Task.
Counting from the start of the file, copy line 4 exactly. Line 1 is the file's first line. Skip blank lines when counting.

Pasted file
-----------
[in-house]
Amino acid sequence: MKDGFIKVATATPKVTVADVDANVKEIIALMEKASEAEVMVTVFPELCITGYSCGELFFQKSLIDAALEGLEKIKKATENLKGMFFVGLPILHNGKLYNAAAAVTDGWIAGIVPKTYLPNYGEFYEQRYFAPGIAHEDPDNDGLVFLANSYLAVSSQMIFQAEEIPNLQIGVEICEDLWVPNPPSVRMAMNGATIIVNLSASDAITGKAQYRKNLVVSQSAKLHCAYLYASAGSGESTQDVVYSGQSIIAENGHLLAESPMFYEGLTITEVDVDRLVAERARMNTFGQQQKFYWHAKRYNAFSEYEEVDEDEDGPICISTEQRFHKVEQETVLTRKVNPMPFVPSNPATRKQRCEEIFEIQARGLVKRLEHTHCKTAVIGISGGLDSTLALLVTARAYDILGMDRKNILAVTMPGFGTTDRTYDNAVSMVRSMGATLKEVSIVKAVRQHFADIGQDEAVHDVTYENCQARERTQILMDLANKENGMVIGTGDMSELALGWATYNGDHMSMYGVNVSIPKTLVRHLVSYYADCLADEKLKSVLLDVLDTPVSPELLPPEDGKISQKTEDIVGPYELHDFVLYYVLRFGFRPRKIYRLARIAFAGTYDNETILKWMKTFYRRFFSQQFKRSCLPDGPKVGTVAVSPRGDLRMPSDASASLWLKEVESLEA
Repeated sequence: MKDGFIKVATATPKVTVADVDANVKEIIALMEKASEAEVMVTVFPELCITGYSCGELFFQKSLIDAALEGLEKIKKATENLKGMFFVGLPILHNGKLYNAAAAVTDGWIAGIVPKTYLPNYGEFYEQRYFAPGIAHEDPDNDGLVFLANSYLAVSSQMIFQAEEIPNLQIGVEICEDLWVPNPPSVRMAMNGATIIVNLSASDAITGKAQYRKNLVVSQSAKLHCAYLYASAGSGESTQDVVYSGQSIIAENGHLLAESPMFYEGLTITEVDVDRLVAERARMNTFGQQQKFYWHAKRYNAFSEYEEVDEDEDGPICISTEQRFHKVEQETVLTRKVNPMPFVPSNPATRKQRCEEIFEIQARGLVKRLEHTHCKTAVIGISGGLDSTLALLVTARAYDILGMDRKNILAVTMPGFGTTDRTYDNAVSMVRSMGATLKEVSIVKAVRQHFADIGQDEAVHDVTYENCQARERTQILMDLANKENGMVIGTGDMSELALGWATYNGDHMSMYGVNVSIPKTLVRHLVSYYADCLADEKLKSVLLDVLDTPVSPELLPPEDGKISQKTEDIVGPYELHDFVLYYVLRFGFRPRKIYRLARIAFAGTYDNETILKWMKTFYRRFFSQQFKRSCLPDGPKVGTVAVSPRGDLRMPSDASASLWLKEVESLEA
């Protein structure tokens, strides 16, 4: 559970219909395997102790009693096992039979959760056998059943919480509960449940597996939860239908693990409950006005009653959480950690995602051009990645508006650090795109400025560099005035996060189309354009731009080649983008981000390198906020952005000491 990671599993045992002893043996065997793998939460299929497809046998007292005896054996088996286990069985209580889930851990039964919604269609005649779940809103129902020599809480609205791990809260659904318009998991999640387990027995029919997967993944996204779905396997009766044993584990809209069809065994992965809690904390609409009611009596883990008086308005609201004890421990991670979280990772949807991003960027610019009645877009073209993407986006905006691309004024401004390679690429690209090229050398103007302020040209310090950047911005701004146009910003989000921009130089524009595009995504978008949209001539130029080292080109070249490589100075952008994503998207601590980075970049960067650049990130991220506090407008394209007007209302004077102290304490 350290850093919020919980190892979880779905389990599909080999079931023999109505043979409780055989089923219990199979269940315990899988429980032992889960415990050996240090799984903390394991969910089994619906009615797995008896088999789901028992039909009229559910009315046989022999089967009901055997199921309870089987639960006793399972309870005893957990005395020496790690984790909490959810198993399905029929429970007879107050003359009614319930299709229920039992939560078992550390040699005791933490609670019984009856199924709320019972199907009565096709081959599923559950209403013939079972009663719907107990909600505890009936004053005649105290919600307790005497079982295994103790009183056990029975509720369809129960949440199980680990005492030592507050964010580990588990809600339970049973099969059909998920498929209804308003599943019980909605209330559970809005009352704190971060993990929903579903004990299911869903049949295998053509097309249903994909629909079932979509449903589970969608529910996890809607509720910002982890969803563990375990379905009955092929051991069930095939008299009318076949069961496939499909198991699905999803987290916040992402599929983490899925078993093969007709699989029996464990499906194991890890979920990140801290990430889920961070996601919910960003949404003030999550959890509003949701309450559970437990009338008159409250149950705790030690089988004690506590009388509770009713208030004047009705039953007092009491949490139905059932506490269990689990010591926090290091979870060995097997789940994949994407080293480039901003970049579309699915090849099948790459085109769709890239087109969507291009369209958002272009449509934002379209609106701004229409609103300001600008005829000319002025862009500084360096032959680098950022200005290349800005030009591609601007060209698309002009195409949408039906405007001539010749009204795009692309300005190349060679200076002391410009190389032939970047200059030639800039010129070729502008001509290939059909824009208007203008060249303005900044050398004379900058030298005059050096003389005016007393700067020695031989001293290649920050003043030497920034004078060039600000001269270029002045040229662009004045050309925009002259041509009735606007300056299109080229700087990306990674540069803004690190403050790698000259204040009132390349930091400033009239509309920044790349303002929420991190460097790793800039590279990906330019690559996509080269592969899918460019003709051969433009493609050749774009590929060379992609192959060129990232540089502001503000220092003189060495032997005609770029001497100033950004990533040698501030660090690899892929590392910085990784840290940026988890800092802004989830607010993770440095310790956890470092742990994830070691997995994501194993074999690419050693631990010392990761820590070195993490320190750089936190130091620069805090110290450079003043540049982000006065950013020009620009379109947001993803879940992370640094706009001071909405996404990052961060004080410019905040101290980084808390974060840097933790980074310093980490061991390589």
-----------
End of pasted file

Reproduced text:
């Protein structure tokens, strides 16, 4: 559970219909395997102790009693096992039979959760056998059943919480509960449940597996939860239908693990409950006005009653959480950690995602051009990645508006650090795109400025560099005035996060189309354009731009080649983008981000390198906020952005000491 990671599993045992002893043996065997793998939460299929497809046998007292005896054996088996286990069985209580889930851990039964919604269609005649779940809103129902020599809480609205791990809260659904318009998991999640387990027995029919997967993944996204779905396997009766044993584990809209069809065994992965809690904390609409009611009596883990008086308005609201004890421990991670979280990772949807991003960027610019009645877009073209993407986006905006691309004024401004390679690429690209090229050398103007302020040209310090950047911005701004146009910003989000921009130089524009595009995504978008949209001539130029080292080109070249490589100075952008994503998207601590980075970049960067650049990130991220506090407008394209007007209302004077102290304490 350290850093919020919980190892979880779905389990599909080999079931023999109505043979409780055989089923219990199979269940315990899988429980032992889960415990050996240090799984903390394991969910089994619906009615797995008896088999789901028992039909009229559910009315046989022999089967009901055997199921309870089987639960006793399972309870005893957990005395020496790690984790909490959810198993399905029929429970007879107050003359009614319930299709229920039992939560078992550390040699005791933490609670019984009856199924709320019972199907009565096709081959599923559950209403013939079972009663719907107990909600505890009936004053005649105290919600307790005497079982295994103790009183056990029975509720369809129960949440199980680990005492030592507050964010580990588990809600339970049973099969059909998920498929209804308003599943019980909605209330559970809005009352704190971060993990929903579903004990299911869903049949295998053509097309249903994909629909079932979509449903589970969608529910996890809607509720910002982890969803563990375990379905009955092929051991069930095939008299009318076949069961496939499909198991699905999803987290916040992402599929983490899925078993093969007709699989029996464990499906194991890890979920990140801290990430889920961070996601919910960003949404003030999550959890509003949701309450559970437990009338008159409250149950705790030690089988004690506590009388509770009713208030004047009705039953007092009491949490139905059932506490269990689990010591926090290091979870060995097997789940994949994407080293480039901003970049579309699915090849099948790459085109769709890239087109969507291009369209958002272009449509934002379209609106701004229409609103300001600008005829000319002025862009500084360096032959680098950022200005290349800005030009591609601007060209698309002009195409949408039906405007001539010749009204795009692309300005190349060679200076002391410009190389032939970047200059030639800039010129070729502008001509290939059909824009208007203008060249303005900044050398004379900058030298005059050096003389005016007393700067020695031989001293290649920050003043030497920034004078060039600000001269270029002045040229662009004045050309925009002259041509009735606007300056299109080229700087990306990674540069803004690190403050790698000259204040009132390349930091400033009239509309920044790349303002929420991190460097790793800039590279990906330019690559996509080269592969899918460019003709051969433009493609050749774009590929060379992609192959060129990232540089502001503000220092003189060495032997005609770029001497100033950004990533040698501030660090690899892929590392910085990784840290940026988890800092802004989830607010993770440095310790956890470092742990994830070691997995994501194993074999690419050693631990010392990761820590070195993490320190750089936190130091620069805090110290450079003043540049982000006065950013020009620009379109947001993803879940992370640094706009001071909405996404990052961060004080410019905040101290980084808390974060840097933790980074310093980490061991390589």